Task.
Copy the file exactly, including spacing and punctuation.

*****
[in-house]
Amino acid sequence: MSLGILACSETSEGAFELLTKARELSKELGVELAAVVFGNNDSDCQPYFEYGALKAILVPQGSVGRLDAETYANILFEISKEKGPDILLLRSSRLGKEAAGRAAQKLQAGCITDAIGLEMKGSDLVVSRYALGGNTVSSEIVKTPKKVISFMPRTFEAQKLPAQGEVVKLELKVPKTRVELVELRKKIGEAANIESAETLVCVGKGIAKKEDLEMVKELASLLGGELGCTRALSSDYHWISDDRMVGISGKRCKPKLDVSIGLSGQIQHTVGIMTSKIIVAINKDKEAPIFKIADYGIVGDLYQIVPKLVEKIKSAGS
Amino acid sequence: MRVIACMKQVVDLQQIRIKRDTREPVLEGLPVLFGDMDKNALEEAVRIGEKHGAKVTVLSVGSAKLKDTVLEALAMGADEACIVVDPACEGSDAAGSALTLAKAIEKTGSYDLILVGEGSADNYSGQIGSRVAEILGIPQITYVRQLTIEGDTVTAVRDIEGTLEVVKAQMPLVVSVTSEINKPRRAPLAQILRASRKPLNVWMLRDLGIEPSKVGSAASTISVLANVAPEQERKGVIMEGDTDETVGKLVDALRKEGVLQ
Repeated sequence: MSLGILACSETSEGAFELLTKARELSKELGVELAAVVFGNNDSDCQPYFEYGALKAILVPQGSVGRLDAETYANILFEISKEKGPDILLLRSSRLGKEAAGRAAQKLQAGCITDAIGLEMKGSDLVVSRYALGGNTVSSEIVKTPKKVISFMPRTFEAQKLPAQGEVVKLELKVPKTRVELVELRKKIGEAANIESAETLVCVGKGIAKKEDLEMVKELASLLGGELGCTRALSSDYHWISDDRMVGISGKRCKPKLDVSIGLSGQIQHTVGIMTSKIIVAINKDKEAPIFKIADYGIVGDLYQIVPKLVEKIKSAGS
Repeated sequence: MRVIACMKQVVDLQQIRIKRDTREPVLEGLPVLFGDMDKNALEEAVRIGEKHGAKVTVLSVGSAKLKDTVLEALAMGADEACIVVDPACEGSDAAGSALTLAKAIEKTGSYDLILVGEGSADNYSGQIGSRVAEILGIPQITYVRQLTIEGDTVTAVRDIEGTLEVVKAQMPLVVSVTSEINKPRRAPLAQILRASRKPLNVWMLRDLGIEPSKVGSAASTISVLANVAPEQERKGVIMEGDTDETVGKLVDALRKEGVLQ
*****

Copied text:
[in-house]
Amino acid sequence: MSLGILACSETSEGAFELLTKARELSKELGVELAAVVFGNNDSDCQPYFEYGALKAILVPQGSVGRLDAETYANILFEISKEKGPDILLLRSSRLGKEAAGRAAQKLQAGCITDAIGLEMKGSDLVVSRYALGGNTVSSEIVKTPKKVISFMPRTFEAQKLPAQGEVVKLELKVPKTRVELVELRKKIGEAANIESAETLVCVGKGIAKKEDLEMVKELASLLGGELGCTRALSSDYHWISDDRMVGISGKRCKPKLDVSIGLSGQIQHTVGIMTSKIIVAINKDKEAPIFKIADYGIVGDLYQIVPKLVEKIKSAGS
Amino acid sequence: MRVIACMKQVVDLQQIRIKRDTREPVLEGLPVLFGDMDKNALEEAVRIGEKHGAKVTVLSVGSAKLKDTVLEALAMGADEACIVVDPACEGSDAAGSALTLAKAIEKTGSYDLILVGEGSADNYSGQIGSRVAEILGIPQITYVRQLTIEGDTVTAVRDIEGTLEVVKAQMPLVVSVTSEINKPRRAPLAQILRASRKPLNVWMLRDLGIEPSKVGSAASTISVLANVAPEQERKGVIMEGDTDETVGKLVDALRKEGVLQ
Repeated sequence: MSLGILACSETSEGAFELLTKARELSKELGVELAAVVFGNNDSDCQPYFEYGALKAILVPQGSVGRLDAETYANILFEISKEKGPDILLLRSSRLGKEAAGRAAQKLQAGCITDAIGLEMKGSDLVVSRYALGGNTVSSEIVKTPKKVISFMPRTFEAQKLPAQGEVVKLELKVPKTRVELVELRKKIGEAANIESAETLVCVGKGIAKKEDLEMVKELASLLGGELGCTRALSSDYHWISDDRMVGISGKRCKPKLDVSIGLSGQIQHTVGIMTSKIIVAINKDKEAPIFKIADYGIVGDLYQIVPKLVEKIKSAGS
Repeated sequence: MRVIACMKQVVDLQQIRIKRDTREPVLEGLPVLFGDMDKNALEEAVRIGEKHGAKVTVLSVGSAKLKDTVLEALAMGADEACIVVDPACEGSDAAGSALTLAKAIEKTGSYDLILVGEGSADNYSGQIGSRVAEILGIPQITYVRQLTIEGDTVTAVRDIEGTLEVVKAQMPLVVSVTSEINKPRRAPLAQILRASRKPLNVWMLRDLGIEPSKVGSAASTISVLANVAPEQERKGVIMEGDTDETVGKLVDALRKEGVLQ